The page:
From the outside looking in, there are so many benefits to working at home and being your own boss. Open hours, no bosses or artificial deadlines, and the ability to choose what you work on.
But there are drawbacks too. No benefits. No guarantee of paycheck. And when you are sick, you have to decide how sick is too sick.
It’s the great conundrum for freelancers – should you or shouldn’t you work when under the weather? Seeing as how I’m currently fighting a cold and have worked through my fair share of routine illness over the last seven years, I wanted to share my take on the subject and how to maximize sick-time efficiency while giving yourself the rest and time needed to recover as fast as possible.

Planning for the Unexpected

Successful freelancers often have one thing in common – they are prepared for just about any unexpected eventuality. Power outages, sick children, client drop-offs, sudden illnesses – they have a backup plan in place in case something goes south quickly.
You can’t literally be ready for anything, but if you have a good plan in place you can react quickly. For me, that means staying at least 2-3 days ahead of all deadlines and having a 3 hour buffer in every day in which I do non-deadline specific work.
If I need to work less (or slower) due to illness, my schedule allows for it. If I need to take a couple days off, I can do it.

Prioritizing Tasks

On a normal day, there is a certain volume of busy work, organizational tasks, and growth-related items on my to do list. They are all important, but none of them are vital. If they don’t get done today, they can be done tomorrow.
Work for clients, however, does not have that luxury. Sure I can put off that eBook due on Friday, and the client will probably understand, but that doesn’t mean they won’t be slightly less likely to trust me the next time they have a short deadline.
Don’t make a habit of letting personal issues get in the way of your productivity and reliability. You may need to call upon the goodwill of a client in the future. Save those moments for when it really matters, not when you have a case of the sniffles.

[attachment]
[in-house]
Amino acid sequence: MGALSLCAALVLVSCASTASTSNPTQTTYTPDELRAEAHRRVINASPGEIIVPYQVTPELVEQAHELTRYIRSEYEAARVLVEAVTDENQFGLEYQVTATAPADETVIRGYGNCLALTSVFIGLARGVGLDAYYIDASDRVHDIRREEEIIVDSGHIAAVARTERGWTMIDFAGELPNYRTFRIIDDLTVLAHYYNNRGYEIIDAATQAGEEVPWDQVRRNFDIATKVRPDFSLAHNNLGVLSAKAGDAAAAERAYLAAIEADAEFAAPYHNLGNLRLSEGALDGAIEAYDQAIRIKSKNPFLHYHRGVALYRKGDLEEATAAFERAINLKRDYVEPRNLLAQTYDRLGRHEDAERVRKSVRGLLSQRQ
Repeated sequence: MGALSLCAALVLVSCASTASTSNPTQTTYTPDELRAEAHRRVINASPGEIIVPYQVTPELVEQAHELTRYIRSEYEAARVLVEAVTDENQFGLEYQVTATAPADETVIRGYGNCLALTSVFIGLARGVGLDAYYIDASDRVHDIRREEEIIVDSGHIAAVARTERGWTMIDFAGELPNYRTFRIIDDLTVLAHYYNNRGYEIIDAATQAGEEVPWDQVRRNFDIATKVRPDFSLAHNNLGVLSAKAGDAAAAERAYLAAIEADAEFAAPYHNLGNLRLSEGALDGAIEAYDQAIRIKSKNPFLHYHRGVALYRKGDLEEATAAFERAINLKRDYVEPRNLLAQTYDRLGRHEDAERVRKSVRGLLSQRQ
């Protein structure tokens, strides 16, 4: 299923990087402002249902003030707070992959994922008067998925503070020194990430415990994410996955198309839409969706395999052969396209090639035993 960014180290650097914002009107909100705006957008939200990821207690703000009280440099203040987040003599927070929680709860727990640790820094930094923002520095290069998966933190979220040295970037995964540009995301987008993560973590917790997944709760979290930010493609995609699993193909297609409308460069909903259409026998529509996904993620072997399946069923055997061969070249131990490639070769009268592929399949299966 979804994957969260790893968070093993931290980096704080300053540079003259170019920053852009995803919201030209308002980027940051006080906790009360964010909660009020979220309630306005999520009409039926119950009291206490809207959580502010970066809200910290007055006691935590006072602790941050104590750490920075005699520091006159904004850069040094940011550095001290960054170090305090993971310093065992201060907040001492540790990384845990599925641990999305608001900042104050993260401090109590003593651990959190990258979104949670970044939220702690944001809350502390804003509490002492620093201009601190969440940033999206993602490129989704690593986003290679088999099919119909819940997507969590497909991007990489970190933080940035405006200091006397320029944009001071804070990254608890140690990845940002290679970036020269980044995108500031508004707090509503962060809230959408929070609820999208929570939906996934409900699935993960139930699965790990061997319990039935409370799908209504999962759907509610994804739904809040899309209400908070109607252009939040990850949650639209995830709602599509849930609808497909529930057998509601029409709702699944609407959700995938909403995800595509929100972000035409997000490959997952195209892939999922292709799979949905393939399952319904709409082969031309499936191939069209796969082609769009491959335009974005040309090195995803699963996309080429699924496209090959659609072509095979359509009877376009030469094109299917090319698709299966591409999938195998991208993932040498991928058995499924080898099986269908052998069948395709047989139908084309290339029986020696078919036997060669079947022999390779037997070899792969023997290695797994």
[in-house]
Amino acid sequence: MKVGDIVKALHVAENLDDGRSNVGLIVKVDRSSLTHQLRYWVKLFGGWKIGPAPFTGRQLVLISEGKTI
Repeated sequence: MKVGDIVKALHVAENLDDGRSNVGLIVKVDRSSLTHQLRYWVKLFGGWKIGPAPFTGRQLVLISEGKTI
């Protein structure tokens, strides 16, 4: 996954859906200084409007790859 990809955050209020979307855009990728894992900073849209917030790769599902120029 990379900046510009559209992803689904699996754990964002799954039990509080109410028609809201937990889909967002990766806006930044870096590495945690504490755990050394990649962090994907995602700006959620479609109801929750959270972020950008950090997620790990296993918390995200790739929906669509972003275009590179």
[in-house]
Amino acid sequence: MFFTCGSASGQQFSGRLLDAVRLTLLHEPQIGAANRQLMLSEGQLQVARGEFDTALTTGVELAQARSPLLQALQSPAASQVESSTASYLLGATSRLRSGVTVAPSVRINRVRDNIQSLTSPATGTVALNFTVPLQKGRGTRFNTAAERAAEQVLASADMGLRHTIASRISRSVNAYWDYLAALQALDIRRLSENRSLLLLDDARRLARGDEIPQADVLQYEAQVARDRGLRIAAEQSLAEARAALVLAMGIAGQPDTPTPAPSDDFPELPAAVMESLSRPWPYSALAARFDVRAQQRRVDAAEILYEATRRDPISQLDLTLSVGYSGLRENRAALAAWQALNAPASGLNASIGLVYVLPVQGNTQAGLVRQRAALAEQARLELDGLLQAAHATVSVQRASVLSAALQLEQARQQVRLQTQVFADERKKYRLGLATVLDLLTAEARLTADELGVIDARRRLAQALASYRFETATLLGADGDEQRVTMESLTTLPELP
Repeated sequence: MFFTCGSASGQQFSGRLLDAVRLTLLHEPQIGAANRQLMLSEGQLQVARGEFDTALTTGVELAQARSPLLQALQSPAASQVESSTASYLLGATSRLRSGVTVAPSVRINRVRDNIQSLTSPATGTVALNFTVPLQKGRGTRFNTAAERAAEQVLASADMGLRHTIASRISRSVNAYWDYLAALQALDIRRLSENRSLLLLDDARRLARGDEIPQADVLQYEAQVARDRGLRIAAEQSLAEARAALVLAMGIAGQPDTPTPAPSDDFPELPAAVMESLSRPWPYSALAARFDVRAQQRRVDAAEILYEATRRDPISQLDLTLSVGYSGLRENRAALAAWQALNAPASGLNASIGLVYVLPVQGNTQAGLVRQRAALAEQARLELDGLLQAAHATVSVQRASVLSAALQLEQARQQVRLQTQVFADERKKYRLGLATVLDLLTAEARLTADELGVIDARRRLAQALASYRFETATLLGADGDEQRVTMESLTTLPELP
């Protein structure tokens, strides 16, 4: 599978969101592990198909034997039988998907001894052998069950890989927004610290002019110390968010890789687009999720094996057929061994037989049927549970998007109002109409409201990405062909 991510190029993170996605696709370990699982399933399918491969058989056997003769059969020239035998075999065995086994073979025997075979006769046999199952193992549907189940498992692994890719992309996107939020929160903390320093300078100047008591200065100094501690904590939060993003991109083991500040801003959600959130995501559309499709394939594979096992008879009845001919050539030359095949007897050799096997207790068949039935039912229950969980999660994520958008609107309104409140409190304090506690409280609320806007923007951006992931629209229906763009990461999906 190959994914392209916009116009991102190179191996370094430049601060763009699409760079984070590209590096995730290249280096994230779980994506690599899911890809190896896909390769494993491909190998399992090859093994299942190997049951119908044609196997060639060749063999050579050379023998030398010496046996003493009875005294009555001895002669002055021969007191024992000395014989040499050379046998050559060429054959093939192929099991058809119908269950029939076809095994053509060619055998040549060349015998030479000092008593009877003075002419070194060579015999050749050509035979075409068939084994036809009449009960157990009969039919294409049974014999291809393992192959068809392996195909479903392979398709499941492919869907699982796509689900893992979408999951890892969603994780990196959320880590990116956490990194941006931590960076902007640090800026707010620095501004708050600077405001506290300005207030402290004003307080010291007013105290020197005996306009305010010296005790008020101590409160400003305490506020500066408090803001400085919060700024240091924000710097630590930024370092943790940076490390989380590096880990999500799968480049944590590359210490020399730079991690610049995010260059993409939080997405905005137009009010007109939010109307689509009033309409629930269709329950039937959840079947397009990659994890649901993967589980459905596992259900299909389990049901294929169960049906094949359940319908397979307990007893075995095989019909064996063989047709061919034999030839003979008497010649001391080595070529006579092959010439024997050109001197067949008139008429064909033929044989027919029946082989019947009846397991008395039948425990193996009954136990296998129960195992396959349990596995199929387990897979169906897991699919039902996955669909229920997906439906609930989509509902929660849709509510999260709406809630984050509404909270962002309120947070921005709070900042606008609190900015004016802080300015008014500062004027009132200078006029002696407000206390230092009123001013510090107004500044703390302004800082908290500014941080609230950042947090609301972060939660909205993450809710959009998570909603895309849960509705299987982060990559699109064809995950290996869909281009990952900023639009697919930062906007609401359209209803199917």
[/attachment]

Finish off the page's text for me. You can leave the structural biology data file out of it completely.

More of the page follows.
Optimizing Your Lucid Hours

It’s rare that I’m ever so sick I can’t focus at all. When I get the flu, there is usually at least one day that becomes a wash – a day so bad that I can barely get out of bed. But the other days, the ones on which I simply feel miserable? I can still work, just a little slower.
But I also know my limits. I’ll probably get three or four good lucid hours in the morning before my mind gives out and the only thing I want to do is flop on the couch and watch The Price is Right. Especially if you do something creative for your clients, there are very real limits on how much you can get done before you run out of gas. Use those hours wisely.

When You Miss Days

There are days you won’t be able to work. Whether it’s the flu or something more serious that lands you on bed rest for a few days or even in the hospital, those days will be frustrating and exhausting for more than one reason.
Don’t be tempted to work through it. Not only will the work you get done while sick be of subpar quality; you’ll just pile additional stress and anxiety on yourself and it will take longer and be harder to recover.
If you do it right, you can get a lot of work done while sick and still give yourself a good chunk of the day to relax and recover. There are limits of course. The flu is notoriously unforgiving when it comes to sitting at a desk and writing. But if you are ready for the worst case scenario, hopefully you can weather the worst without much issue.